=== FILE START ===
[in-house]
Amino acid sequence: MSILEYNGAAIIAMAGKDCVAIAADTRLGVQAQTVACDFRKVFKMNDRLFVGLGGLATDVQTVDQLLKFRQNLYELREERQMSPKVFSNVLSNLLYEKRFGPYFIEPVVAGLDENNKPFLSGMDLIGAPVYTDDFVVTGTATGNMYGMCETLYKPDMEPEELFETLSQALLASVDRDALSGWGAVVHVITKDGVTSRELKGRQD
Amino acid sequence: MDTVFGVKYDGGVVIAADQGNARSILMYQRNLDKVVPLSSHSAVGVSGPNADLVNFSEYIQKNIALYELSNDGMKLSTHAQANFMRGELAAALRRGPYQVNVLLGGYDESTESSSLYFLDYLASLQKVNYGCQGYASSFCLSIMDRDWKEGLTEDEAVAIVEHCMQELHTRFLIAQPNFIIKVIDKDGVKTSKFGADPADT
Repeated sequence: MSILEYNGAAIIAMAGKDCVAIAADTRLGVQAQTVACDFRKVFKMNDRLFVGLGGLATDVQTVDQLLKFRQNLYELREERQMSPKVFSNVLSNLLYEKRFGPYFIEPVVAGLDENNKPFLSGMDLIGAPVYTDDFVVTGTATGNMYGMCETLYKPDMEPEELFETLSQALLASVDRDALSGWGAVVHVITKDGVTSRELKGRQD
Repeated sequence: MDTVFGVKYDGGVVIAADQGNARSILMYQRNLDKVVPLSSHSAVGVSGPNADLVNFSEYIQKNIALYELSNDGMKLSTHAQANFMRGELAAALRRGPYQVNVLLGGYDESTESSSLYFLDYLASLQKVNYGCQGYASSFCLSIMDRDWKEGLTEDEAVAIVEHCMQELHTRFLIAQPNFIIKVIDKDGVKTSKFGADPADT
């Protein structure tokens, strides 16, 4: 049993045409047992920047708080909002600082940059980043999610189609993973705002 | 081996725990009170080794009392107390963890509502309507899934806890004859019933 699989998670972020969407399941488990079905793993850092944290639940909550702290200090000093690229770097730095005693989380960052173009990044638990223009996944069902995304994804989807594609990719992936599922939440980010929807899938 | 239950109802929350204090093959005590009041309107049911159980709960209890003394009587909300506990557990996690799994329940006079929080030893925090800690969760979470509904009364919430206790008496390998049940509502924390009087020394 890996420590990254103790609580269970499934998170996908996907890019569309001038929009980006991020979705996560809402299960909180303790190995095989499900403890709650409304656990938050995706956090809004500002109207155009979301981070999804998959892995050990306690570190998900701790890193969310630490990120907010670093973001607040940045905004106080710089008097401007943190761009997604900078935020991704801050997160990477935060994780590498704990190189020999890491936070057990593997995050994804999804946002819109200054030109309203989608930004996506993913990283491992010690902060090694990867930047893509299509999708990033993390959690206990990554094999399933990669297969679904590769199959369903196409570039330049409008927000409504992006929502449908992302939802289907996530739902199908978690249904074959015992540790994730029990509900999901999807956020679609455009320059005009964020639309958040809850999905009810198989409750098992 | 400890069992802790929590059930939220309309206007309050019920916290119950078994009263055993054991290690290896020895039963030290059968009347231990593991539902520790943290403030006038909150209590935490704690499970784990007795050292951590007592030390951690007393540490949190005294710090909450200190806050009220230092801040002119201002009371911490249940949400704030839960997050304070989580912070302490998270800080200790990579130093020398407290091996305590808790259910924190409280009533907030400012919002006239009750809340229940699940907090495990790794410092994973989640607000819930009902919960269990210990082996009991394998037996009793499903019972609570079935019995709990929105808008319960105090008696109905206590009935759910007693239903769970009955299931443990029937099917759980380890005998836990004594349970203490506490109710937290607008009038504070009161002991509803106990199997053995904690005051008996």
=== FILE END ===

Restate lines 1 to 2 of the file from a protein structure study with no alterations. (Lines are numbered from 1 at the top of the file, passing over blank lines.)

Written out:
[in-house]
Amino acid sequence: MSILEYNGAAIIAMAGKDCVAIAADTRLGVQAQTVACDFRKVFKMNDRLFVGLGGLATDVQTVDQLLKFRQNLYELREERQMSPKVFSNVLSNLLYEKRFGPYFIEPVVAGLDENNKPFLSGMDLIGAPVYTDDFVVTGTATGNMYGMCETLYKPDMEPEELFETLSQALLASVDRDALSGWGAVVHVITKDGVTSRELKGRQD